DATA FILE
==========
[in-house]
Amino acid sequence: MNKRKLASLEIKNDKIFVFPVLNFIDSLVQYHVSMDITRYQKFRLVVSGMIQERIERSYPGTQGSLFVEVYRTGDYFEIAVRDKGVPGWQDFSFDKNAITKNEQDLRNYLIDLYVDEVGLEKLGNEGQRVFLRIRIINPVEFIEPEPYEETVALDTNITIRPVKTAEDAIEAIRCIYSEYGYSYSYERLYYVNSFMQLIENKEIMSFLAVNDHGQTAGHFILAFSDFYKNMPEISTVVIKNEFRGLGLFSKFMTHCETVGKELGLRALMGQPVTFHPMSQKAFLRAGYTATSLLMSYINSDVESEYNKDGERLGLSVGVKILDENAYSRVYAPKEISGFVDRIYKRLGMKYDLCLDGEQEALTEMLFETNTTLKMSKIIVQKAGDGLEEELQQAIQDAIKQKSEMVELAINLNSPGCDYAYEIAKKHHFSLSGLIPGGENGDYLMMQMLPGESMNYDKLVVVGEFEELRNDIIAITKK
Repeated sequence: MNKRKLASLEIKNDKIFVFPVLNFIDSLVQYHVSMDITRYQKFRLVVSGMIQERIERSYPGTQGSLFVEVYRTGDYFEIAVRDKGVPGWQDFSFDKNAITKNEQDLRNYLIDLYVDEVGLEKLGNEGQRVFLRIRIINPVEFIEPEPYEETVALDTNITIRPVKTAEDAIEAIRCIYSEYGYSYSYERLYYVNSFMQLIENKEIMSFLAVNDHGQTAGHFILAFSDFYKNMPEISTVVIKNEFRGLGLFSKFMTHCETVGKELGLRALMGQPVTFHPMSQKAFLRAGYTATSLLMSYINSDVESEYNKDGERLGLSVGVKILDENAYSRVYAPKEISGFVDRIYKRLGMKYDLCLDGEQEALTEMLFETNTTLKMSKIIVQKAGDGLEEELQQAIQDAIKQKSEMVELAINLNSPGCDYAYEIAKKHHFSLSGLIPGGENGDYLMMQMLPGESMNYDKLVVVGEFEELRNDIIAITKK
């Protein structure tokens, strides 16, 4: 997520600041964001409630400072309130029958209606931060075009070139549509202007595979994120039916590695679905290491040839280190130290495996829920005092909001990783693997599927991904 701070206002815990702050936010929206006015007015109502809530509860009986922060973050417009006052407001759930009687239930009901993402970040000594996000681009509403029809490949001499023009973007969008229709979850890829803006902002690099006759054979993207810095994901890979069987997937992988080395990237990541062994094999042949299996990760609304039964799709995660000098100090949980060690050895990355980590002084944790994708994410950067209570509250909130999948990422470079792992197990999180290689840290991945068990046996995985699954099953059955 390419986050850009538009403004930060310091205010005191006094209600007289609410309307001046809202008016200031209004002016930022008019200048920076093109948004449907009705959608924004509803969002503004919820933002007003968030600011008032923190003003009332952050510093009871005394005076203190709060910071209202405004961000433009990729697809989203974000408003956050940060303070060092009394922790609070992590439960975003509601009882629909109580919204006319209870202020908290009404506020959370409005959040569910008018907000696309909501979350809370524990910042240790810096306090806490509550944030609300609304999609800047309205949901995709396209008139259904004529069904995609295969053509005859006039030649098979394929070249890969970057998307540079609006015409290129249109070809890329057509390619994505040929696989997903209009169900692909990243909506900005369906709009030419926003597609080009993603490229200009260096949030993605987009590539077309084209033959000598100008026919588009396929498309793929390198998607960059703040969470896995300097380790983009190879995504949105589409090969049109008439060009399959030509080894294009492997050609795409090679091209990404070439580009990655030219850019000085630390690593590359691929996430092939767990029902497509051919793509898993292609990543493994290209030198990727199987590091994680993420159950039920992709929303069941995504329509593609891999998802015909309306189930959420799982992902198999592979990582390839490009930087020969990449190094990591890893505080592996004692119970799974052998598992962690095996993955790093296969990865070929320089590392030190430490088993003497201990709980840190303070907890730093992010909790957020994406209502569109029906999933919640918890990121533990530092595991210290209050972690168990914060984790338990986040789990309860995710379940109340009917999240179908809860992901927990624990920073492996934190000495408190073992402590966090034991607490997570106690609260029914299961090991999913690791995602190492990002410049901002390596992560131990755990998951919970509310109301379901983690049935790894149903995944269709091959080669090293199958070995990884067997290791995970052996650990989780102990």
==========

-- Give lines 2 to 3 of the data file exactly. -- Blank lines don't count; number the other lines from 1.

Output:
Amino acid sequence: MNKRKLASLEIKNDKIFVFPVLNFIDSLVQYHVSMDITRYQKFRLVVSGMIQERIERSYPGTQGSLFVEVYRTGDYFEIAVRDKGVPGWQDFSFDKNAITKNEQDLRNYLIDLYVDEVGLEKLGNEGQRVFLRIRIINPVEFIEPEPYEETVALDTNITIRPVKTAEDAIEAIRCIYSEYGYSYSYERLYYVNSFMQLIENKEIMSFLAVNDHGQTAGHFILAFSDFYKNMPEISTVVIKNEFRGLGLFSKFMTHCETVGKELGLRALMGQPVTFHPMSQKAFLRAGYTATSLLMSYINSDVESEYNKDGERLGLSVGVKILDENAYSRVYAPKEISGFVDRIYKRLGMKYDLCLDGEQEALTEMLFETNTTLKMSKIIVQKAGDGLEEELQQAIQDAIKQKSEMVELAINLNSPGCDYAYEIAKKHHFSLSGLIPGGENGDYLMMQMLPGESMNYDKLVVVGEFEELRNDIIAITKK
Repeated sequence: MNKRKLASLEIKNDKIFVFPVLNFIDSLVQYHVSMDITRYQKFRLVVSGMIQERIERSYPGTQGSLFVEVYRTGDYFEIAVRDKGVPGWQDFSFDKNAITKNEQDLRNYLIDLYVDEVGLEKLGNEGQRVFLRIRIINPVEFIEPEPYEETVALDTNITIRPVKTAEDAIEAIRCIYSEYGYSYSYERLYYVNSFMQLIENKEIMSFLAVNDHGQTAGHFILAFSDFYKNMPEISTVVIKNEFRGLGLFSKFMTHCETVGKELGLRALMGQPVTFHPMSQKAFLRAGYTATSLLMSYINSDVESEYNKDGERLGLSVGVKILDENAYSRVYAPKEISGFVDRIYKRLGMKYDLCLDGEQEALTEMLFETNTTLKMSKIIVQKAGDGLEEELQQAIQDAIKQKSEMVELAINLNSPGCDYAYEIAKKHHFSLSGLIPGGENGDYLMMQMLPGESMNYDKLVVVGEFEELRNDIIAITKK